It’s mosquito season!! Our low-lying property in Florida floods during the rainy season and becomes a breeding ground for mosquitoes. Over the years, we have come up with some clever ways to drastically reduce the mosquito population without damaging our ecosystem.
Here are ways we get rid of mosquitoes in our house, keep them from entering the house, and keep the population down in our yard.
Getting rid of mosquitoes and other pesky insects in our house
We have a habit of leaving the doors open…and when you live in Florida, mosquitoes, flies, and gnats are coming into the house.
I got the Fly Web Trap on Amazon 5 years ago and it works so well that I bought 2 more. Although it’s advertised to trap flies, it catches so much more.
The unit contains a UV light that attracts critters who get stuck on the sticky pad. The replacement bulbs are about $12 (replaced every 2 years) and the sticky pads are a little over $1 a piece (replace every 1-2 months).
We have found so many interesting bugs stuck to this thing. If we go to bed with a fly in the house, it’ll be on the trap the next morning. This is what it looks like right now after being in there for most of summer…
A few days after accidentally aiming my sprinkler into the soffits of the house for several hours, this trap was the first thing to alert me that carpenter ants were swarming. I had seen a few in the house but I didn’t know how bad it was until I saw this.
So, for a @$40 investment and a recurring cost ($2-3 a month), you can get rid of lots of bugs indoors without spraying chemicals, and they serve as a nice nightlight.
How we keep mosquitoes out of our house
Now that you’ve trapped the gnats, mosquitoes, and other pesky insects from inside your home, it’s time to keep them from coming in in the first place.
Mosquitoes would congregate by the front door and hover around our shoes, so I put a box fan there to blow them away. (I bought my fan at Lowes, but found them cheaper at Target)…then ingeniously thought to put a screen over the front to catch them so they can’t come back.
The fan sucks the mosquitoes in through the back, then they get caught in the screen. I was amazed at all the mosquitoes, gnats, flies, and other insects it caught – before they had the chance to fly in my house!
For the plastic fans, I just wrap bungee cords around them to keep the screen on, and metal fans are nice because you can simply use magnets.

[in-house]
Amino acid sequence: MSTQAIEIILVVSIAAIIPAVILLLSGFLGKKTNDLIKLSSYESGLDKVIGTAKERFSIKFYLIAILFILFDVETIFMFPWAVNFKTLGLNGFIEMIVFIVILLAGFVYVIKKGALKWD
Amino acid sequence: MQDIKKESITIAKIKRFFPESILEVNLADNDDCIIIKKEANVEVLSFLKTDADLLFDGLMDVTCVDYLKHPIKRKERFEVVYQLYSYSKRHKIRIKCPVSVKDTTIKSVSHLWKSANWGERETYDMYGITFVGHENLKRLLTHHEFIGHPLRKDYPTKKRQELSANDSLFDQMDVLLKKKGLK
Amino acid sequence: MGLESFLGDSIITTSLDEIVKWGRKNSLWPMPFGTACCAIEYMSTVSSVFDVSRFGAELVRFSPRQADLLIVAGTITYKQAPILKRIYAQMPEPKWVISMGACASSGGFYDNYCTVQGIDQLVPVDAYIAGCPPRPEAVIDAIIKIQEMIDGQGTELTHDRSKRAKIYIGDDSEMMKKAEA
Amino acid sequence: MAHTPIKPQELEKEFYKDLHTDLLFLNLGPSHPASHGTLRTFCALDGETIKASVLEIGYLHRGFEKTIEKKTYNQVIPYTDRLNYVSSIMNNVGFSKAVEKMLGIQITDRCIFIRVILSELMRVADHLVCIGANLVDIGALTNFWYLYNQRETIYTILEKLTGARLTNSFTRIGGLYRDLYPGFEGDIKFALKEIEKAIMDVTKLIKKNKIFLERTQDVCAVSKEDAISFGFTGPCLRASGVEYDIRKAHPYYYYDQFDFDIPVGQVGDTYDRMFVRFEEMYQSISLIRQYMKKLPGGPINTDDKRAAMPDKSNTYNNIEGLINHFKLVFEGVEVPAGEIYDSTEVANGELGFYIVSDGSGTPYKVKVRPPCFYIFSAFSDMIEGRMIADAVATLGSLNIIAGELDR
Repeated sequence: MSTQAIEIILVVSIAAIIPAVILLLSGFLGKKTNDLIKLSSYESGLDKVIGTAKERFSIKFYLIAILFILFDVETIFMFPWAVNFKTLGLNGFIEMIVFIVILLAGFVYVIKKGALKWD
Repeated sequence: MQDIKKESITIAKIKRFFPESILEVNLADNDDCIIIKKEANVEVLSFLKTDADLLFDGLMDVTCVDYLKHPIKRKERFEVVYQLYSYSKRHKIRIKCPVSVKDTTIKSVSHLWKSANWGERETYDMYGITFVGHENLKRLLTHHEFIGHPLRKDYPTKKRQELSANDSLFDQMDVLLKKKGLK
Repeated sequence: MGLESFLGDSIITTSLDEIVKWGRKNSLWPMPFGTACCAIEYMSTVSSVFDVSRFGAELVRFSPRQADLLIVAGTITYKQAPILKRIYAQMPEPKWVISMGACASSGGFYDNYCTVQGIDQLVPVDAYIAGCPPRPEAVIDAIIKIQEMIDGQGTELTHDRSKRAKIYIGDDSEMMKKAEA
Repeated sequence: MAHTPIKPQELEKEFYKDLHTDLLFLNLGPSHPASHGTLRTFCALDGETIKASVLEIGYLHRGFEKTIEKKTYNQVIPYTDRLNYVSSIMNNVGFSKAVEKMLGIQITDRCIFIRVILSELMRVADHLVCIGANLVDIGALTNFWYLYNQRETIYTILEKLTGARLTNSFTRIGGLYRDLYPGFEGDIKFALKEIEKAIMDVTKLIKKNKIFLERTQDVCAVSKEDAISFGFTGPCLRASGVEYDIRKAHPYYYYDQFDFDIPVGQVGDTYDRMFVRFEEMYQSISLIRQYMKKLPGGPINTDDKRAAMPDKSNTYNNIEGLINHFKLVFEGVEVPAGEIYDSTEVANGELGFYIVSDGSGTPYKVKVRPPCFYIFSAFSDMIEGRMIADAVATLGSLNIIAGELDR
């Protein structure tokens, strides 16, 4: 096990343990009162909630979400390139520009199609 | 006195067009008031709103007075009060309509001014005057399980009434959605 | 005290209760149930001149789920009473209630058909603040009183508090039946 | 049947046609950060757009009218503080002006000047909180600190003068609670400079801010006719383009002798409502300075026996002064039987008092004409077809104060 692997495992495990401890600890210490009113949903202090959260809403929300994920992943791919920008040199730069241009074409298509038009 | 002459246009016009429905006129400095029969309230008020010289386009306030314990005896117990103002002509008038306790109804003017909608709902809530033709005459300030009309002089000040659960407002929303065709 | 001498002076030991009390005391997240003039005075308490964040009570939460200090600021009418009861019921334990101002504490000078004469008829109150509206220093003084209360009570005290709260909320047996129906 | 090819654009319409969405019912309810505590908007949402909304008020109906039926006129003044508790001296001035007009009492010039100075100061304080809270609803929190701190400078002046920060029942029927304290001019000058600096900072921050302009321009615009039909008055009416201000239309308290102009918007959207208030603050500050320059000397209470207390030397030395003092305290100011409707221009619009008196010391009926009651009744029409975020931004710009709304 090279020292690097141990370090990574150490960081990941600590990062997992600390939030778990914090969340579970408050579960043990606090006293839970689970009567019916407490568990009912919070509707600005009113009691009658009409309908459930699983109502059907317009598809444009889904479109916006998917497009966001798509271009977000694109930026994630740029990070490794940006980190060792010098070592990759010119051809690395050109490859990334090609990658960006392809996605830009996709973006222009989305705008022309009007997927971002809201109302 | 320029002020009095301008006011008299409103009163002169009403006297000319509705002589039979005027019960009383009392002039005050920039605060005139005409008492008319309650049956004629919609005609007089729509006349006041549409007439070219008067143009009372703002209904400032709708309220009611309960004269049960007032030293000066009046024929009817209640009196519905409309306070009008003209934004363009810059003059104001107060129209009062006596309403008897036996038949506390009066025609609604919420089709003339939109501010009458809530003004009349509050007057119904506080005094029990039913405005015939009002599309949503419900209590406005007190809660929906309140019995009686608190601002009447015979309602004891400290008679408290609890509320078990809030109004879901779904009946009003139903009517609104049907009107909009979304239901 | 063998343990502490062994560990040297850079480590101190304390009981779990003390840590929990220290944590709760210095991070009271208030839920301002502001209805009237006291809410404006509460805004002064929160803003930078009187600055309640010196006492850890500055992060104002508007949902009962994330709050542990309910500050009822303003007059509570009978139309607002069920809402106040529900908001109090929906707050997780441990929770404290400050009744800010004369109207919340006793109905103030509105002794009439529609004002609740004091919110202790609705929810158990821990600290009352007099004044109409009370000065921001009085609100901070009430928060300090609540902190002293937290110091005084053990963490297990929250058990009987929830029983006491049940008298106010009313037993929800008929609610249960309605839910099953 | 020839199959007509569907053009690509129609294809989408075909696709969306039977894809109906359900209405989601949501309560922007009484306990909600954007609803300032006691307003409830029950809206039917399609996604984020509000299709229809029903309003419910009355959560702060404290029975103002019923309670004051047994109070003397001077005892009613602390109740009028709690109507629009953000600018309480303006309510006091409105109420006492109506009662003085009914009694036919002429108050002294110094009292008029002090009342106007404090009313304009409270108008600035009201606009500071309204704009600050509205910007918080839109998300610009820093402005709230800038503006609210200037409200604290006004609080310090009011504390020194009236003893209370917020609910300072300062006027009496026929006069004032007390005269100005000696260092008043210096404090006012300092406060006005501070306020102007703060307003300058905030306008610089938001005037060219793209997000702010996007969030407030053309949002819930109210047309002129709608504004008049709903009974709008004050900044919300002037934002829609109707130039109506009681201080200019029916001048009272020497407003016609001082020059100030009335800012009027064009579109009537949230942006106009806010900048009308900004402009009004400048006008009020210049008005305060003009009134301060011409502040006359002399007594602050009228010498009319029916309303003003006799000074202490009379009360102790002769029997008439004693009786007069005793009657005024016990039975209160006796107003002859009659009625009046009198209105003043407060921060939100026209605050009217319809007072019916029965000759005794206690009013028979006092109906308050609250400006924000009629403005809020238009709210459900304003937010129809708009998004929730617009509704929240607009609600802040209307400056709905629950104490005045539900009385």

Ta-da! Another piece of junk sitting on my patio.
Get rid of mosquitoes on your property
Our low-lying property had been sitting vacant for years prior to us buying it, and it was swarming with mosquitoes when we moved in.
The Mosquito Magnet
We found something called a Mosquito Magnet on Amazon. It didn’t have great reviews, it is pricey and there are several recurring purchases you must make. But, we were desperate and we got it…
The unit we have covers up to 1 acre and, luckily, our neighbor has one too. Between the two of us, we have killed a lot of mosquitoes.
The main con is that it is really expensive, and has recurring costs and maintenance:
- a CO2 cartridge to clean the line every few months
- octenol to attract the mosquitoes to the machine’s vacuum
- the propane tank needs to be replaced every 2 months. The propane is converted to CO2 which also attracts the mosquitoes. The machine won’t run with an empty tank.
- you HAVE to maintain the machine. Many of the reviews said they break, and if you don’t take care of yours, it will clog or break.
Since we got it, it seems to catch fewer and fewer mosquitoes every year. I am not sure if the machine is failing or we have knocked out a lot of the mosquito population.
Check out this video to see how many mosquitoes our mosquito magnet caught the first week!
Bonus: Other ways we get rid of mosquitoes
• Leave buckets out.
I have kids, so we always have buckets, toys, and junk around the yard. After it rains, they hold water, and eventually, we would see little mosquito larvae swimming in it.
Everyone says RULE 1 to get rid of mosquitoes is to get rid of standing water, but that never made sense to me.
Mosquitoes have to lay eggs somewhere, so it may as well be in my standing water. This way, I can get rid of the mosquitoes instead of letting them hatch somewhere else and continue to breed.